Dive Insight:

After a slow start, the U.S. rollout of coronavirus vaccines has quickened, with more than 50 million people fully vaccinated and an average of roughly 3 million people given a shot each day.

But the population won’t reach herd immunity until at least 70% of the country has been immunized. Getting shots to children, who currently aren’t eligible for vaccination, is the next key step. Moreover, restoring pre-pandemic school activities will require a large portion of children and adolescents be protected against infection, too.

Pfizer CEO Albert Bourla said the companies are asking for emergency authorization now “with the hope of starting to vaccinate this age group before the start of the next school year.”

While the number of cases in the adolescent study are few, the estimated protection appears equal to the strong 95% efficacy reported in Pfizer and BioNTech’s larger adult study last November.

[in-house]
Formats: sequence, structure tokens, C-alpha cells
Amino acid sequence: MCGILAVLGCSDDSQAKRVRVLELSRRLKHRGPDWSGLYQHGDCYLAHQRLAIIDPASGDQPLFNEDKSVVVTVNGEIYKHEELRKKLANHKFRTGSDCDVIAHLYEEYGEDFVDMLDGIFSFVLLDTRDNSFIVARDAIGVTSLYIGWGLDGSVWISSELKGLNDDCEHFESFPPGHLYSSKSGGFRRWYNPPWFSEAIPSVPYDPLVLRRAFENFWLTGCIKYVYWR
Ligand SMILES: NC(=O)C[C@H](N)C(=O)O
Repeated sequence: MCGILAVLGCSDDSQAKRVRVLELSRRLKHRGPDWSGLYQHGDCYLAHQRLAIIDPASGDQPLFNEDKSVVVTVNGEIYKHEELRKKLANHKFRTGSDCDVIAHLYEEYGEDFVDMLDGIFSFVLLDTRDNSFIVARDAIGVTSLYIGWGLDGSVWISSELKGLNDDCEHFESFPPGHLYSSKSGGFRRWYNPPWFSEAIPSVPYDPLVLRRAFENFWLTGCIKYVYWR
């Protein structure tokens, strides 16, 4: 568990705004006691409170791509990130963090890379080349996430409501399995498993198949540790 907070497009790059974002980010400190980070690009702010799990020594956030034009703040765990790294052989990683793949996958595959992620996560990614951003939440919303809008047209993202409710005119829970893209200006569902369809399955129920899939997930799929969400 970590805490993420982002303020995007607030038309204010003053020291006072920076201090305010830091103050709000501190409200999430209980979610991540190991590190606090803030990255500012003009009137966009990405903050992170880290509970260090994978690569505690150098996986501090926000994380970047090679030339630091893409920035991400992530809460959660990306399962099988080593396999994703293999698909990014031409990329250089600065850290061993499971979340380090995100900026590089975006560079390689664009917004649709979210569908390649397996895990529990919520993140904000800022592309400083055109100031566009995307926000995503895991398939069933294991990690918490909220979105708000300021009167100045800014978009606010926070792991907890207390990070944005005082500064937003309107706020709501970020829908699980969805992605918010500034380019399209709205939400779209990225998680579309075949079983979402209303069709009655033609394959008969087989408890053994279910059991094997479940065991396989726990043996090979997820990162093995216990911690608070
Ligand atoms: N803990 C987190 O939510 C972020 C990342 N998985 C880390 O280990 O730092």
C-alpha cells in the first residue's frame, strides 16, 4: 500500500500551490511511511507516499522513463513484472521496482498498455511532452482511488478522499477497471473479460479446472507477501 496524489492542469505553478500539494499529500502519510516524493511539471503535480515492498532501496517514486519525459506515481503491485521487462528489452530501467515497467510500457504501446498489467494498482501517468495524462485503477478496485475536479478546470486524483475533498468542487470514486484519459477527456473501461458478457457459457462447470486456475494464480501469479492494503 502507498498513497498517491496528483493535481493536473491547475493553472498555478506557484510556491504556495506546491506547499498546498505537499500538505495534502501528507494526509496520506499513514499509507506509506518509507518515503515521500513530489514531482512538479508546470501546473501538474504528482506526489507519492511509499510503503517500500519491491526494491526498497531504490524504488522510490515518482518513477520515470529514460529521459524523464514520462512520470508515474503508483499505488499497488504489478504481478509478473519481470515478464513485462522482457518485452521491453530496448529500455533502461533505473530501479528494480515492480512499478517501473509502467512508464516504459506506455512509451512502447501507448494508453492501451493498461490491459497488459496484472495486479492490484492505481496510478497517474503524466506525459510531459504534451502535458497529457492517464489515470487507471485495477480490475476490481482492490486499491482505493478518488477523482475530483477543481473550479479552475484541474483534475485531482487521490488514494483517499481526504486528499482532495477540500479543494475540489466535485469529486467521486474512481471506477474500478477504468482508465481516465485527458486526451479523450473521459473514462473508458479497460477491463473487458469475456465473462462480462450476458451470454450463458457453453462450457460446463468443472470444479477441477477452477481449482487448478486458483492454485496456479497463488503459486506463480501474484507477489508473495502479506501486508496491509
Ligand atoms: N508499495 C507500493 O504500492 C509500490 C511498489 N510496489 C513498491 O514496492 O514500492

Moderna is currently testing its similarly designed vaccine in a study of 3,000 volunteers between 12 and 17 years old. Results are expected this spring. Currently, Pfizer’s vaccine is cleared for people as young as 16, while Moderna’s is authorized for adults 18 and over.

Moderna plans to establish efficacy by showing the antibody levels its vaccine spurs in adolescents are similar to what’s been observed in adults. The clinical trial file does not include an analysis based on cases of COVID-19.

Both developers also aim to extend authorization to young children. There, Moderna may be a step ahead. On March 16, the Massachusetts-based biotech began a trial called KidCOVE testing its vaccine in nearly 7,000 children aged six months to 11 years old.

Pfizer and BioNTech started dosing children 5 to 11 years old last week, and should start testing in 2 to 5 year olds next week.